Stephen Zarlenga's Talk on Usury
Stephen Zarlenga gave this talk on usury to Lord Sudeley's "Monday Club" discussion group at London's Carlton House on May 5th, 2004:
Stephen Zarlenga is the Director of the American Monetary Institute, P. O. Box 601, Valatie, NY 12184
THE USURY PROBLEM REMAINS
"We’ve been to the moon; were on the verge of artificially creating life, yet we have made almost no progress on a question which most societies considered a great danger – a destroyer of nations - the question of usury. Even bringing up the matter invites pre-judgement. What should civilized society’s attitude be toward usury?
Lets start today with Solon's Reform In Athens about 600 BC shortly after the introduction of coinage. The class of free small farmers was vanishing, with land becoming concentrated into the hands of the Oligarchy. Professor Clahoun identified the problem:
"Before the introduction of coined money the peasant farmer borrowed commodities and repaid the loan in kind, and … was probably able to meet the obligation without great difficulty; but after the introduction of coined money the situation became decidedly more difficult…he must take a loan of money to purchase his necessary supplies at a time when money was cheap and commodities dear. When a year of plenty came and he undertook to repay the loan, commodities were cheap and money was dear."
Unable to get out of debt, eventually bad weather or a poor harvest would bring foreclosure on their land and even bind them into slavery. This enslavement grew to crisis proportions, when Solon came to Athens rescue with his "Seisachtheia" or "shaking off" of burdens. Personal slavery was no longer allowed as security for debts. He canceled such existing debt contracts; and gave back land which had been seized. Farmers who had been sold into slavery abroad by those to whom they owed money were "bought" back and returned to Athens.
SOLON ALSO DECLARED A MINIMUM MONETARY VALUE FOR EACH AGRICULTURAL PRODUCT SETTING FLOOR PRICES FOR THEM (Heichelheim presents the ancient source for this). He switched from the "Aeginatic" to the lighter weight "Attic" monetary standard reducing coinage weights and increased the amount of coinage in circulation.
Several Hundred Years Later Aristotle (384-322 Bc) Formulated The Classical View Against Usury. Aristotle understood that money is sterile; it doesn’t beget more money the way cows beget more cows. He knew that "Money exists not by nature but by law":
"The most hated sort (of wealth getting) and with the greatest reason, is usury, which makes a gain out of money itself and not from the natural object of it. For money was intended to be used in exchange but not to increase at interest. And this term interest (tokos), which means the birth of money from money is applied to the breeding of money because the offspring resembles the parent. Wherefore of all modes of getting wealth, this is the most unnatural." (1258b, POLITICS)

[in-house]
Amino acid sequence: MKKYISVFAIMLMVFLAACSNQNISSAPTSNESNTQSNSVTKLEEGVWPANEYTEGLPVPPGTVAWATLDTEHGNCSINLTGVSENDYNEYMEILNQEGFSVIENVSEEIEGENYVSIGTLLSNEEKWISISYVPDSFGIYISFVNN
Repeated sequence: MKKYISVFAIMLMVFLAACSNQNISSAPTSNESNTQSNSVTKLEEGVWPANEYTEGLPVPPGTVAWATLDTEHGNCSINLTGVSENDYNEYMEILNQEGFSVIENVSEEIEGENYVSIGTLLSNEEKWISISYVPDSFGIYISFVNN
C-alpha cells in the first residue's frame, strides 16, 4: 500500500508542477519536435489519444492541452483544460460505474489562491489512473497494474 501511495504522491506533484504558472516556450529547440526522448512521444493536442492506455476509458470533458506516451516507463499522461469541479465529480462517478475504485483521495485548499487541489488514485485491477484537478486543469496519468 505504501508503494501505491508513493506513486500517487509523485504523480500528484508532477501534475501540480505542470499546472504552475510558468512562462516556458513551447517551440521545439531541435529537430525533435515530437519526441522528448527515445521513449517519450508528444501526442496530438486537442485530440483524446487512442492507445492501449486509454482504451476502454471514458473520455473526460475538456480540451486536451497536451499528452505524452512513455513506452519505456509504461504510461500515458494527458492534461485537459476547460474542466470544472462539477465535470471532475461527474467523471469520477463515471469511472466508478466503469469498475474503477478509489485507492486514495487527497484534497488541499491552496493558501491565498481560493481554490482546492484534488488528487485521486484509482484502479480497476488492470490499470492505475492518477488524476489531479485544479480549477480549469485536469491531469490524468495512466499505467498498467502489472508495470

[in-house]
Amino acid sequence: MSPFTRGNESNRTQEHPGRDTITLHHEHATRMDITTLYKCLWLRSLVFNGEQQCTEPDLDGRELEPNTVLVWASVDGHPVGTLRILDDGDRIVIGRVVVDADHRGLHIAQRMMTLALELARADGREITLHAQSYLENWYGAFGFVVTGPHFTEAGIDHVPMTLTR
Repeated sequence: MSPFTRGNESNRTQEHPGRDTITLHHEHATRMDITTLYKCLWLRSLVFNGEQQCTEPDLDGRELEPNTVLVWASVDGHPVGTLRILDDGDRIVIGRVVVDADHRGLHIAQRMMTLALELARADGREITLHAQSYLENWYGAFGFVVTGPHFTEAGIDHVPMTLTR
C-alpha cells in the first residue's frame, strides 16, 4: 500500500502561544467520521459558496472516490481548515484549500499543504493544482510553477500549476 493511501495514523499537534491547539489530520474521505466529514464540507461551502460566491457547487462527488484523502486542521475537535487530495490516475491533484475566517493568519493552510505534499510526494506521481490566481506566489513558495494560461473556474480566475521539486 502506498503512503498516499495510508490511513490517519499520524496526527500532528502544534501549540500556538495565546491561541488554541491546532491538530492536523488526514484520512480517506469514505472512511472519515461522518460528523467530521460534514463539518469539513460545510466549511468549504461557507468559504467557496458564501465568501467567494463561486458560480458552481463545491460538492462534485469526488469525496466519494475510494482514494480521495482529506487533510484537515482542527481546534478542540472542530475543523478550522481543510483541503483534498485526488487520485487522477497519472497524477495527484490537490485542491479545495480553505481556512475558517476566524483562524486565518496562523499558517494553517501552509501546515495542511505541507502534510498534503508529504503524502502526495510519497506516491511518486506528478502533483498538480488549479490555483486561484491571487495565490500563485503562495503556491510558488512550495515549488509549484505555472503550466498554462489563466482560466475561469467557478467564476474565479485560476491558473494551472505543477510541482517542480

And Aristotle really disliked usurers:
"...those who ply sordid trades, pimps and all such people, and those who lend small sums at high rates. For all these take more than they ought, and from the wrong sources. What is common to them is evidently a sordid love of gain..." (1122a, ETHICS)
THE CHRISTIAN SCHOLASTICS DIFFERENTIATED BETWEEN USURY AND INTEREST
The Scholastics (1100 -1500 AD), the Church scholars familiar with the available writings in existence, echoed Aristotle. Acquinas argued that money is a measure, and usury "diversifys the measure" placing extra demands on the money mechanism which harmed its function as a measure. Henry of Ghent wrote: "Money is medium in exchange, and not terminus." Alexander Lombard noted: "Money should not be able to be bought and sold for it is not extremum in selling or buying, but medium."
The Scholastics made the first attempt at a science of economics and their main concern was usury; but this was not the same as just charging interest. It was generally not forbidden to earn interest if the lender was actually taking some risk, without a guaranteed gain. Interest could also be charged when the lender suffered some loss or passed up some opportunity by extending the loan. Venice used advanced financial forms for centuries without violating the Scholastic usury bans.
TWO TYPES OF LOANS WERE ALWAYS EXEMPT FROM BANS ON INTEREST: the "Societas", where the lender assumed some portion of the risk of the enterprise. Also exempt was the "Census" - an obligation to pay an annual return based on some "fruitful" property. At first it was paid in real produce, later in money.
The Census was normally capitalized at 8 times the annual return, but the risk of the "fruitful" base was on the lender not the borrower, for if the crop were destroyed by weather, the borrower had no obligation that year. Later cities issued "census" obligations based an tax revenues, which came to be called "rents".
Usury was much more than charging interest - it was taking unfair advantage; USURY WAS AN ANTI-SOCIAL MISUSE OF THE MONEY MECHANISM. Similar to the term Riba in the Islamic world."
Read Stephen Zarlenga's complete Talk on Usury at this website:
AND readers are invited to read "The Usury Problem Remains"